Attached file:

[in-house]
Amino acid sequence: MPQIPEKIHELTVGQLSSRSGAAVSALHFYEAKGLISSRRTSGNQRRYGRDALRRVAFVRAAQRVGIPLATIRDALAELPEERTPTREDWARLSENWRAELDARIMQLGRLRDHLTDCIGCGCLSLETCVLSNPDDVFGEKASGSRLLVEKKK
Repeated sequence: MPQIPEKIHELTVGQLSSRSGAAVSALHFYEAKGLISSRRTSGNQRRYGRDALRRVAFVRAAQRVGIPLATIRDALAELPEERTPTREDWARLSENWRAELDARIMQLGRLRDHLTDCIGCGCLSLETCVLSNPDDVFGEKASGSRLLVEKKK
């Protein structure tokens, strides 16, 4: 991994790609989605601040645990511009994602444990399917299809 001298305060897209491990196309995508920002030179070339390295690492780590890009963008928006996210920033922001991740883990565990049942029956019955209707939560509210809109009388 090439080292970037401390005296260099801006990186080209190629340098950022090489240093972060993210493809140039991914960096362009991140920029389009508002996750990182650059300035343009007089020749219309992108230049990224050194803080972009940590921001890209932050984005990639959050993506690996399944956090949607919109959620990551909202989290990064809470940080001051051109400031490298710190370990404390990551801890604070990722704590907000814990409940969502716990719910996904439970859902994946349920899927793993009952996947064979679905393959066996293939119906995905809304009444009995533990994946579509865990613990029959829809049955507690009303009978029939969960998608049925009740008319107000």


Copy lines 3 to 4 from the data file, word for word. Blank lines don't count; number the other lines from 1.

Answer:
Repeated sequence: MPQIPEKIHELTVGQLSSRSGAAVSALHFYEAKGLISSRRTSGNQRRYGRDALRRVAFVRAAQRVGIPLATIRDALAELPEERTPTREDWARLSENWRAELDARIMQLGRLRDHLTDCIGCGCLSLETCVLSNPDDVFGEKASGSRLLVEKKK
């Protein structure tokens, strides 16, 4: 991994790609989605601040645990511009994602444990399917299809 001298305060897209491990196309995508920002030179070339390295690492780590890009963008928006996210920033922001991740883990565990049942029956019955209707939560509210809109009388 090439080292970037401390005296260099801006990186080209190629340098950022090489240093972060993210493809140039991914960096362009991140920029389009508002996750990182650059300035343009007089020749219309992108230049990224050194803080972009940590921001890209932050984005990639959050993506690996399944956090949607919109959620990551909202989290990064809470940080001051051109400031490298710190370990404390990551801890604070990722704590907000814990409940969502716990719910996904439970859902994946349920899927793993009952996947064979679905393959066996293939119906995905809304009444009995533990994946579509865990613990029959829809049955507690009303009978029939969960998608049925009740008319107000």